Tokarev SVT-40 - 7.62x54mm R
A dead mujaheddin fighter lies next to a SVT-40 rifle.
A barrel of SVT is seen at the right during the ambush on Soviet convoy.
Mosin Nagant M1891/30
A Mosin Nagant M1891/30 rifle is seen in hands of a mujaheddin.
Mosin Nagant M1891/30 - 7.62x54mm R
An M91/30 is seen at the background.
The AKS-74 is the standard weapon of the Soviet paratroopers, notably St. Lt. Steklov (Filipp Yankovskiy), Sgt. Arsenyov (Aleksey Serebryakov), Pvts. Ivanov (Artur Uvarov), Popov (Rinat Ibragimov) and Sedykh (Sergei Isavnin). Some of the rifles are fitted with GP-25 grenade launchers. Most of the rifles have two magazines taped "jungle-style" with blue electrical tape, a common practice among Soviet and Russian soldiers.
A good view of side-folding stock.
Pvt. Ivanov (Artur Uvarov
) carries an AKS-74 with jungle-taped magazines. The personal first-aid kit is attached to the folding stock.
A closeup of Sgt. Arsenyov's AKS-74. Rubber band and first aid kit are attached to the folding stock.
Soviet paratroopers on patrol. Sgt. Arsenyov (Aleksey Serebryakov
) holds his AKS-74 at the right.
Arsenyov fires his AKS-74.
A paratrooper returns fire with his AKS-74.
A Soviet tank crew member fires an AKS-74U when a convoy is ambushed by the mujaheddin, wounding one of the fighters who is promptly crushed by the tank.
The crew member fires a AKS-74U.
AKMS rifles are commonly used by the Soviet paratroopers in conjunction with the AKS-74, with most having orange bakelite magazines taped together "jungle-style". Major Bandura (Michele Placido), the leader of the airborne unit, carries an AKMS with a 75-round RPK drum magazine throughout much of the film, before switching to standard metal magazines during the finale.
AKMS, stamped steel receiver w/ slant muzzle brake and under-folding stock - 7.62x39mm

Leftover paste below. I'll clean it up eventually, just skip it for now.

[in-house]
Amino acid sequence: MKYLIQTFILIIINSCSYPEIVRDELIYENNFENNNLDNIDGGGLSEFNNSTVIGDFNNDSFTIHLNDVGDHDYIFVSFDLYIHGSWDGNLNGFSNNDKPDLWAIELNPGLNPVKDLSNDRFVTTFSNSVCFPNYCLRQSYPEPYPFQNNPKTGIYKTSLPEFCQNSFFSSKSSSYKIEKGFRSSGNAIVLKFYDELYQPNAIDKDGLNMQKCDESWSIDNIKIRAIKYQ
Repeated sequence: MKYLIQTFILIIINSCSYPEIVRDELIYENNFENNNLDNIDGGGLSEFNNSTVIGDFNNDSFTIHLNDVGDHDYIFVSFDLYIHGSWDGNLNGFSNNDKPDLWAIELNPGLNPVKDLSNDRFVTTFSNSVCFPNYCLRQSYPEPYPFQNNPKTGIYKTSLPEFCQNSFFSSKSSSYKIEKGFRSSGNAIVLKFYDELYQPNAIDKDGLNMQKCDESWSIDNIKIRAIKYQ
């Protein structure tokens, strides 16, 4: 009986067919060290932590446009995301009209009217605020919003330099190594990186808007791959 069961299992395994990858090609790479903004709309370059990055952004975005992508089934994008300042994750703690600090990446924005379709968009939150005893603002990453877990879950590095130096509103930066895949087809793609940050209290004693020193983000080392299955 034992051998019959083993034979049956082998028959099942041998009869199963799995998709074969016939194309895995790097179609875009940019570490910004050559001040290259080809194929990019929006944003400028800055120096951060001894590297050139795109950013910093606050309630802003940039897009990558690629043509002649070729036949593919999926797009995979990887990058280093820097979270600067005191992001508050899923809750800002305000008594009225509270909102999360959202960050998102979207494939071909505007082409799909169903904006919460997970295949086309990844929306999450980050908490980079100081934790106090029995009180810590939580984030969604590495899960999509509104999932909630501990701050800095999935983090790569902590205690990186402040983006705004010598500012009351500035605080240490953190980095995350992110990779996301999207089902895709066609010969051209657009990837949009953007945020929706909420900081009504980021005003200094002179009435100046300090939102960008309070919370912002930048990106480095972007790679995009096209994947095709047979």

Pvt. Popov (Rinat Ibragimov
) fires his AKMS at a pack horse loaded with ammunition.
Pvt. Ivanov (Artur Uvarov
) holds an AKMS during the scene on Afghan bazaar.
Ivanov fires his AKMS in the same scene, taking a beggar for a saboteur.
Bandura returns fire with his AKMS during an ambush.
A closeup of Bandura's AKMS with drum magazine.
Bandura hides behind a wall during the film's finale. His AKMS is loaded with a standard magazine.
AKM rifles are occasionally seen in the hands of Soviet troops and Afghan mujaheddin, most notably during a scene when a crate of the rifles is given by the Soviets to a local warlord Adil (Muso Isoyev).
AKM, Stamped Steel Receiver w/ slant muzzle brake - 7.62x39mm
A paratrooper at the background holds an AKM, fitted with PBS sound suppressor.
A crate of AKM rifles that is given to Adil as a goodwill gift.
A soldier holds PBS-fitted AKM while dismounting from BMP.
A soldier fires an AKM from below the BMP.
Onisimov carries his AKM during the march across the mountains.
Norinco Type 56
Some of the mujaheddin are armed with Norinco Type 56 rifles with under-folding bayonets, which is realistic considering many fighters in real life were supplied with Chinese weapons. A Type 56 with a broken handguard, fixed with a blue electric type, is a personal weapon of Gulakhan's son (Kiem Yakub) who uses his gun in the final scene.
Norinco Type 56 (fixed stock variant) with under-folding bayonet ("pig sticker") which was standard on PLA-issue Type 56s - 7.62x39mm
A mujaheddin fires his Type 56 during the ambush of a Soviet convoy.
Gulakhan's son patrols the road to the village. The "pig-sticker" bayonet is seen.
Gulakhan's son clutches his Type 56 after his village is destroyed by Soviet helicopters. In this scene the folding bayonet is removed.
What appear to be a Romanian AIM, identified by its typical foregrip, is seen in hands of a mujaheddin.
An AIM is seen at the left.
Heckler & Koch G3A3
Adil (Muso Isoyev) carries a Heckler & Koch G3A3 rifle (possibly a Pakistani licensed copy G3P3). A G3 is also seen in hands of another mujaheddin but it is probably the same movie prop, reused in another scene.
Heckler & Koch G3A3 with wide handguard - 7.62x51mm NATO
Adil carries a G3 on sling.